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Wednesday, September 22, 2021

Explained: Years after Indo-US nuclear deal, very little progress on n-deal projects

Progress of greenfield projects since the Indo-US nuclear deal has been tardy.

Written by Anil Sasi | New Delhi |
Updated: August 6, 2021 7:47:25 am
Former US President George Bush and former PM Manmohan Singh. (Express Archive)

Other than the imported Russian-built reactor-based project in Tamil Nadu, which is grandfathered under an earlier 1998 agreement, progress of greenfield projects since the Indo-US nuclear deal has been tardy.

While the US has been discussing the sale of nuclear reactors to India since the 2008 pact, two subsequent agreements were signed only in 2016 and 2019. A “project proposal” to set up six reactors in collaboration with Westinghouse Electric Company (WEC) has been announced, but work is yet to begin.

The project in Kovvada in coastal Andhra Pradesh, about 260 km from Visakhapatnam, will comprise six AP-1000 reactor units of 1208 MWe (mega watt electric) capacity each. The cost and schedule will emerge after the proposal is finalised, and receives the government’s administrative approval and financial sanction. In May 2017, the Union Cabinet gave it “in-principle” approval. WEC’s AP-1000s are Light Water Reactors, like the ones being set up in collaboration with Russia in Tamil Nadu’s Kudankulam, where water is used both as coolant and moderator. WEC, alongside Wilmington-based GE Hitachi Nuclear, has been negotiating to build reactors in India since the nuclear deal was inked. The project, however, came under a cloud after WEC filed for bankruptcy in mid-2017 following cost overruns on reactors coming up in the US. The GE Hitachi project has barely made any progress.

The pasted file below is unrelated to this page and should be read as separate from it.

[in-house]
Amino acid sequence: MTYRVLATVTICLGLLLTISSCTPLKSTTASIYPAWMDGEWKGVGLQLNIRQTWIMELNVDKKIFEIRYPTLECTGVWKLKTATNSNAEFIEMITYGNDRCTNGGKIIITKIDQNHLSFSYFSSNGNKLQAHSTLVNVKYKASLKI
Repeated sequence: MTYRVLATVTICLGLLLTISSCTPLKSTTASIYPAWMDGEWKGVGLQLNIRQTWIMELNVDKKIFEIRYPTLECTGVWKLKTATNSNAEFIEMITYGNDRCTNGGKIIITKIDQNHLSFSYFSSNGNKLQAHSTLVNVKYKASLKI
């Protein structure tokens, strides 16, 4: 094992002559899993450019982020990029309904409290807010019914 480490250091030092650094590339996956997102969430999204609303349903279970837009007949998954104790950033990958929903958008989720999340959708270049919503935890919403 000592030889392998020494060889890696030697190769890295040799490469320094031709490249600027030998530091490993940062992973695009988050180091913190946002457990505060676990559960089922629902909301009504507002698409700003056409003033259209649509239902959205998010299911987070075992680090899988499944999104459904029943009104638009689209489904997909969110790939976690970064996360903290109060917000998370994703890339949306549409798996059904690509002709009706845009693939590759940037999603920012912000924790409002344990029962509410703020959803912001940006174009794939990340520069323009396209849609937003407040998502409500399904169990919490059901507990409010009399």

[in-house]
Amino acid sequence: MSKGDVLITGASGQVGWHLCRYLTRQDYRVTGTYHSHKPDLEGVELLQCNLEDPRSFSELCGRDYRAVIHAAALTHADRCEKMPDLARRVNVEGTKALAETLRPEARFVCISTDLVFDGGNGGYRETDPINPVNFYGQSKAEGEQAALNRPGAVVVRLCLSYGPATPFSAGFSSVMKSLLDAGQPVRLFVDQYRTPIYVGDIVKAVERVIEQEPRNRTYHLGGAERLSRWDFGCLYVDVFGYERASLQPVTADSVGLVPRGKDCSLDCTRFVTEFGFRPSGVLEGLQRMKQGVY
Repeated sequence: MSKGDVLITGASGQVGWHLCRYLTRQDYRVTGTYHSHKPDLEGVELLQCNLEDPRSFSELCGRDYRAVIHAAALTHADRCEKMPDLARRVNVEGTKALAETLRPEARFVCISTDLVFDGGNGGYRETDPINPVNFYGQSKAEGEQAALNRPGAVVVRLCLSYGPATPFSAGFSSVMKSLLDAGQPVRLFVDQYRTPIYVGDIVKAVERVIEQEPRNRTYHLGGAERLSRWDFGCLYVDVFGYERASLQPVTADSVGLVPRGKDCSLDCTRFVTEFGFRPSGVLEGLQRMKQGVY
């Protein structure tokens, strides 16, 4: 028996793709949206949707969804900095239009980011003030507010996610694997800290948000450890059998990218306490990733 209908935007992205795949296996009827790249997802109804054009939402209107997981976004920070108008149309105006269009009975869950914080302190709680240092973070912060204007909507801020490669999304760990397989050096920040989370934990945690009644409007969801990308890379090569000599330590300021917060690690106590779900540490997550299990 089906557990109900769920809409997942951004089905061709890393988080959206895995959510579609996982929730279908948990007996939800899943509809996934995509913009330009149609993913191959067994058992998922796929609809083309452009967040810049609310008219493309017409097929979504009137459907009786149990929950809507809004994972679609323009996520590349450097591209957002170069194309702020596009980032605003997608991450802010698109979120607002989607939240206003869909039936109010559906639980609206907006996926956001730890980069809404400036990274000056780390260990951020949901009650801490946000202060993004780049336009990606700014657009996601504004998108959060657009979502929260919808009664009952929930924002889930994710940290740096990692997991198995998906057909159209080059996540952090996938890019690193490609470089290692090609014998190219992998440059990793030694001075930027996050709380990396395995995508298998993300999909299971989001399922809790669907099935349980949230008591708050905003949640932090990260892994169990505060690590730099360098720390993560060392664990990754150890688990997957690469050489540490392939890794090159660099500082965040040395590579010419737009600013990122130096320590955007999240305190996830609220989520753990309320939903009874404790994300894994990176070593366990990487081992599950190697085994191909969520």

Another major project involved the French state-owned operator Areva, which was subsequently taken over by the French electricity utility EDF, also controlled by the state. EDF is learnt to have submitted to NPCIL on April 22 this year a “binding techno-commercial offer to supply engineering studies and equipment” for the construction of six EPR reactors in Jaitapur, Maharashtra. This will effectively enable discussions aimed at a binding framework agreement in the coming months, building on a pact signed in March 2018 by the two governments, and the submission of EDF’s non-binding proposal at the end of 2018.

Besides these project proposals under the pacts with the US, France and Russia, India has signed Inter Governmental Agreements for co-operation in peaceful use of nuclear energy with 14 other countries: Argentina, Australia, Bangladesh, Canada, Czech Republic, European Union, Japan, Kazakhstan, Mongolia, Namibia, Republic of Korea, Sri Lanka, UK and Vietnam.

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